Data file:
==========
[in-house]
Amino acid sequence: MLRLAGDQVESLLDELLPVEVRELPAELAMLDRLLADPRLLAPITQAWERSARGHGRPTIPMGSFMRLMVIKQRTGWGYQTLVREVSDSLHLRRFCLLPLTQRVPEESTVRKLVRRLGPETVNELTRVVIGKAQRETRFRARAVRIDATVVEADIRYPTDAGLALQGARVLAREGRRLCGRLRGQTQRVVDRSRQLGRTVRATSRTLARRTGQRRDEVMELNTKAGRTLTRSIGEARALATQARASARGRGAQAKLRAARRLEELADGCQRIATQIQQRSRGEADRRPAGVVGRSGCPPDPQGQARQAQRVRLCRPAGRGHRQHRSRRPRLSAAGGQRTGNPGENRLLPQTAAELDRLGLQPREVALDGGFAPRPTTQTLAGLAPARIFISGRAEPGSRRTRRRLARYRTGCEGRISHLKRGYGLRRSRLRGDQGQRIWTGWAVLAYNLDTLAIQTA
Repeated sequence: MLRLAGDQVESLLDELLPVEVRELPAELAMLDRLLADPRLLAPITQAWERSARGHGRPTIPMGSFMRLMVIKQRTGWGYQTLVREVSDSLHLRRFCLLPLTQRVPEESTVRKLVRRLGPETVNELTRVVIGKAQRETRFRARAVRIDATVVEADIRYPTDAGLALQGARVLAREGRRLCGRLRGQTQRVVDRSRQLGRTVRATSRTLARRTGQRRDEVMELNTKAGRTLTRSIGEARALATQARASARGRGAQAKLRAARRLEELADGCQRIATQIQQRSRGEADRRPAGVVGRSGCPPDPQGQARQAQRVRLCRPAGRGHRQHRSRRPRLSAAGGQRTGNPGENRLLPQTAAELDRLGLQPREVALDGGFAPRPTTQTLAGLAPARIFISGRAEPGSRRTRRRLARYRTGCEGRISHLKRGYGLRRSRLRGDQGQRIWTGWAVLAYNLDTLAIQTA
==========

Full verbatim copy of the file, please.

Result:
[in-house]
Amino acid sequence: MLRLAGDQVESLLDELLPVEVRELPAELAMLDRLLADPRLLAPITQAWERSARGHGRPTIPMGSFMRLMVIKQRTGWGYQTLVREVSDSLHLRRFCLLPLTQRVPEESTVRKLVRRLGPETVNELTRVVIGKAQRETRFRARAVRIDATVVEADIRYPTDAGLALQGARVLAREGRRLCGRLRGQTQRVVDRSRQLGRTVRATSRTLARRTGQRRDEVMELNTKAGRTLTRSIGEARALATQARASARGRGAQAKLRAARRLEELADGCQRIATQIQQRSRGEADRRPAGVVGRSGCPPDPQGQARQAQRVRLCRPAGRGHRQHRSRRPRLSAAGGQRTGNPGENRLLPQTAAELDRLGLQPREVALDGGFAPRPTTQTLAGLAPARIFISGRAEPGSRRTRRRLARYRTGCEGRISHLKRGYGLRRSRLRGDQGQRIWTGWAVLAYNLDTLAIQTA
Repeated sequence: MLRLAGDQVESLLDELLPVEVRELPAELAMLDRLLADPRLLAPITQAWERSARGHGRPTIPMGSFMRLMVIKQRTGWGYQTLVREVSDSLHLRRFCLLPLTQRVPEESTVRKLVRRLGPETVNELTRVVIGKAQRETRFRARAVRIDATVVEADIRYPTDAGLALQGARVLAREGRRLCGRLRGQTQRVVDRSRQLGRTVRATSRTLARRTGQRRDEVMELNTKAGRTLTRSIGEARALATQARASARGRGAQAKLRAARRLEELADGCQRIATQIQQRSRGEADRRPAGVVGRSGCPPDPQGQARQAQRVRLCRPAGRGHRQHRSRRPRLSAAGGQRTGNPGENRLLPQTAAELDRLGLQPREVALDGGFAPRPTTQTLAGLAPARIFISGRAEPGSRRTRRRLARYRTGCEGRISHLKRGYGLRRSRLRGDQGQRIWTGWAVLAYNLDTLAIQTA